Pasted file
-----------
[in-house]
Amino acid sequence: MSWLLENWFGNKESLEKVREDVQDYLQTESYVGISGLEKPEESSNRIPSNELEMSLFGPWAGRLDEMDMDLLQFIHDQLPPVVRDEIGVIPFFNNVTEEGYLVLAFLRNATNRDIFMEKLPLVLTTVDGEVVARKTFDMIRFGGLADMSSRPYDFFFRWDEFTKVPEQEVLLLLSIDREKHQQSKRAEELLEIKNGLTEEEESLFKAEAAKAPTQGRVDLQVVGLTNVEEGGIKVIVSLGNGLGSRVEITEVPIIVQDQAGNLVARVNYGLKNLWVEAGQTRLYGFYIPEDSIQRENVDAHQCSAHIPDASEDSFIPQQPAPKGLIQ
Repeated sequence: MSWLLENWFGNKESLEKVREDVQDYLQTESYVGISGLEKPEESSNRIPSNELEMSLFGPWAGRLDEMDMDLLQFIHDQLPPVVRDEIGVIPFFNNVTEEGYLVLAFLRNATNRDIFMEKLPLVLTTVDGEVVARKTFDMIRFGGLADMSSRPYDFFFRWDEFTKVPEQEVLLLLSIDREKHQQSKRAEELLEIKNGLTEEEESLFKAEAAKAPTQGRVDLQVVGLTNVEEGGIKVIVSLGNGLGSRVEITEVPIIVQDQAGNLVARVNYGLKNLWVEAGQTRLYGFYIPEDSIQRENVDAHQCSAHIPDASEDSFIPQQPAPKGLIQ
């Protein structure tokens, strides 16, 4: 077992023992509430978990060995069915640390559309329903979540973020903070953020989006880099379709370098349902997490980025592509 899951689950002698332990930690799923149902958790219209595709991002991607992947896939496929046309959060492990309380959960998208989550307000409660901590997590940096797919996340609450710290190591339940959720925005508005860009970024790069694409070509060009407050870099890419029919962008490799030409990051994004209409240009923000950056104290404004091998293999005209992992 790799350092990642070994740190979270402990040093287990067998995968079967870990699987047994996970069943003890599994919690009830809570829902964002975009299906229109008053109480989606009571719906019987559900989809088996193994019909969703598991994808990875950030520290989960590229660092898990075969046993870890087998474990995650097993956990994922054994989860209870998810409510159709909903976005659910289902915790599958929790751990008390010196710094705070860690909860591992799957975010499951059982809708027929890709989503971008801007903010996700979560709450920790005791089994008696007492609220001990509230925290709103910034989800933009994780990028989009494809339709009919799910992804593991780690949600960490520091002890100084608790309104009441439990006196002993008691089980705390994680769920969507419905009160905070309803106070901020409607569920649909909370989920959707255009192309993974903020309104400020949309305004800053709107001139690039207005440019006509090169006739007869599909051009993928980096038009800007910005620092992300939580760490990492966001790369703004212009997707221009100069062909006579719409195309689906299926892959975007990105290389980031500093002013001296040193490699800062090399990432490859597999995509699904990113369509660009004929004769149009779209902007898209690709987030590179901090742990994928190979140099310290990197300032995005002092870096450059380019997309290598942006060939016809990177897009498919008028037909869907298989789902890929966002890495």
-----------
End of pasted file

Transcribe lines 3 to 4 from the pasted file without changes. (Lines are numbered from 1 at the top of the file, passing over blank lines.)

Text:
Repeated sequence: MSWLLENWFGNKESLEKVREDVQDYLQTESYVGISGLEKPEESSNRIPSNELEMSLFGPWAGRLDEMDMDLLQFIHDQLPPVVRDEIGVIPFFNNVTEEGYLVLAFLRNATNRDIFMEKLPLVLTTVDGEVVARKTFDMIRFGGLADMSSRPYDFFFRWDEFTKVPEQEVLLLLSIDREKHQQSKRAEELLEIKNGLTEEEESLFKAEAAKAPTQGRVDLQVVGLTNVEEGGIKVIVSLGNGLGSRVEITEVPIIVQDQAGNLVARVNYGLKNLWVEAGQTRLYGFYIPEDSIQRENVDAHQCSAHIPDASEDSFIPQQPAPKGLIQ
């Protein structure tokens, strides 16, 4: 077992023992509430978990060995069915640390559309329903979540973020903070953020989006880099379709370098349902997490980025592509 899951689950002698332990930690799923149902958790219209595709991002991607992947896939496929046309959060492990309380959960998208989550307000409660901590997590940096797919996340609450710290190591339940959720925005508005860009970024790069694409070509060009407050870099890419029919962008490799030409990051994004209409240009923000950056104290404004091998293999005209992992 790799350092990642070994740190979270402990040093287990067998995968079967870990699987047994996970069943003890599994919690009830809570829902964002975009299906229109008053109480989606009571719906019987559900989809088996193994019909969703598991994808990875950030520290989960590229660092898990075969046993870890087998474990995650097993956990994922054994989860209870998810409510159709909903976005659910289902915790599958929790751990008390010196710094705070860690909860591992799957975010499951059982809708027929890709989503971008801007903010996700979560709450920790005791089994008696007492609220001990509230925290709103910034989800933009994780990028989009494809339709009919799910992804593991780690949600960490520091002890100084608790309104009441439990006196002993008691089980705390994680769920969507419905009160905070309803106070901020409607569920649909909370989920959707255009192309993974903020309104400020949309305004800053709107001139690039207005440019006509090169006739007869599909051009993928980096038009800007910005620092992300939580760490990492966001790369703004212009997707221009100069062909006579719409195309689906299926892959975007990105290389980031500093002013001296040193490699800062090399990432490859597999995509699904990113369509660009004929004769149009779209902007898209690709987030590179901090742990994928190979140099310290990197300032995005002092870096450059380019997309290598942006060939016809990177897009498919008028037909869907298989789902890929966002890495």